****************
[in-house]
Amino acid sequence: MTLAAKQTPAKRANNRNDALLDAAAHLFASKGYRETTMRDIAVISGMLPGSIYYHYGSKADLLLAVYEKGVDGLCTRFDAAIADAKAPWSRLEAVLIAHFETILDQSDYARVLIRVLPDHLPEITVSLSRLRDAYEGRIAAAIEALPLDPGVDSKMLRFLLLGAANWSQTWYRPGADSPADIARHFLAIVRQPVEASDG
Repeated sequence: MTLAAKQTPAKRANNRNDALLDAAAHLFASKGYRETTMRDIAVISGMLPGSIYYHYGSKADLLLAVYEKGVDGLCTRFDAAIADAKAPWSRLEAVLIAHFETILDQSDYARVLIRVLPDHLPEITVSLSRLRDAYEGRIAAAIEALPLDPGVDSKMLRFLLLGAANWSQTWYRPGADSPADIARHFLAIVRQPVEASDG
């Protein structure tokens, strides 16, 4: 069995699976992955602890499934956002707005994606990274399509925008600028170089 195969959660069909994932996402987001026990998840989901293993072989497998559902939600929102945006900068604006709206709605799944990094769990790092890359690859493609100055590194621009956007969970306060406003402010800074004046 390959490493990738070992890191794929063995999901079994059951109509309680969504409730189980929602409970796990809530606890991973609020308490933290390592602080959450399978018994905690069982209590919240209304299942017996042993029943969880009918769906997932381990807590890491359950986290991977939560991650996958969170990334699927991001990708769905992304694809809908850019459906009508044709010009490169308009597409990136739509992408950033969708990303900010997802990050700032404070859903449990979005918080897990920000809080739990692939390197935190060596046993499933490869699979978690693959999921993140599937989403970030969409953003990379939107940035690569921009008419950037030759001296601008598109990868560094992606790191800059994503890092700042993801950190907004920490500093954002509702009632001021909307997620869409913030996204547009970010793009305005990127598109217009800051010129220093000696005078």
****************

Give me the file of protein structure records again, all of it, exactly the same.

[in-house]
Amino acid sequence: MTLAAKQTPAKRANNRNDALLDAAAHLFASKGYRETTMRDIAVISGMLPGSIYYHYGSKADLLLAVYEKGVDGLCTRFDAAIADAKAPWSRLEAVLIAHFETILDQSDYARVLIRVLPDHLPEITVSLSRLRDAYEGRIAAAIEALPLDPGVDSKMLRFLLLGAANWSQTWYRPGADSPADIARHFLAIVRQPVEASDG
Repeated sequence: MTLAAKQTPAKRANNRNDALLDAAAHLFASKGYRETTMRDIAVISGMLPGSIYYHYGSKADLLLAVYEKGVDGLCTRFDAAIADAKAPWSRLEAVLIAHFETILDQSDYARVLIRVLPDHLPEITVSLSRLRDAYEGRIAAAIEALPLDPGVDSKMLRFLLLGAANWSQTWYRPGADSPADIARHFLAIVRQPVEASDG
């Protein structure tokens, strides 16, 4: 069995699976992955602890499934956002707005994606990274399509925008600028170089 195969959660069909994932996402987001026990998840989901293993072989497998559902939600929102945006900068604006709206709605799944990094769990790092890359690859493609100055590194621009956007969970306060406003402010800074004046 390959490493990738070992890191794929063995999901079994059951109509309680969504409730189980929602409970796990809530606890991973609020308490933290390592602080959450399978018994905690069982209590919240209304299942017996042993029943969880009918769906997932381990807590890491359950986290991977939560991650996958969170990334699927991001990708769905992304694809809908850019459906009508044709010009490169308009597409990136739509992408950033969708990303900010997802990050700032404070859903449990979005918080897990920000809080739990692939390197935190060596046993499933490869699979978690693959999921993140599937989403970030969409953003990379939107940035690569921009008419950037030759001296601008598109990868560094992606790191800059994503890092700042993801950190907004920490500093954002509702009632001021909307997620869409913030996204547009970010793009305005990127598109217009800051010129220093000696005078």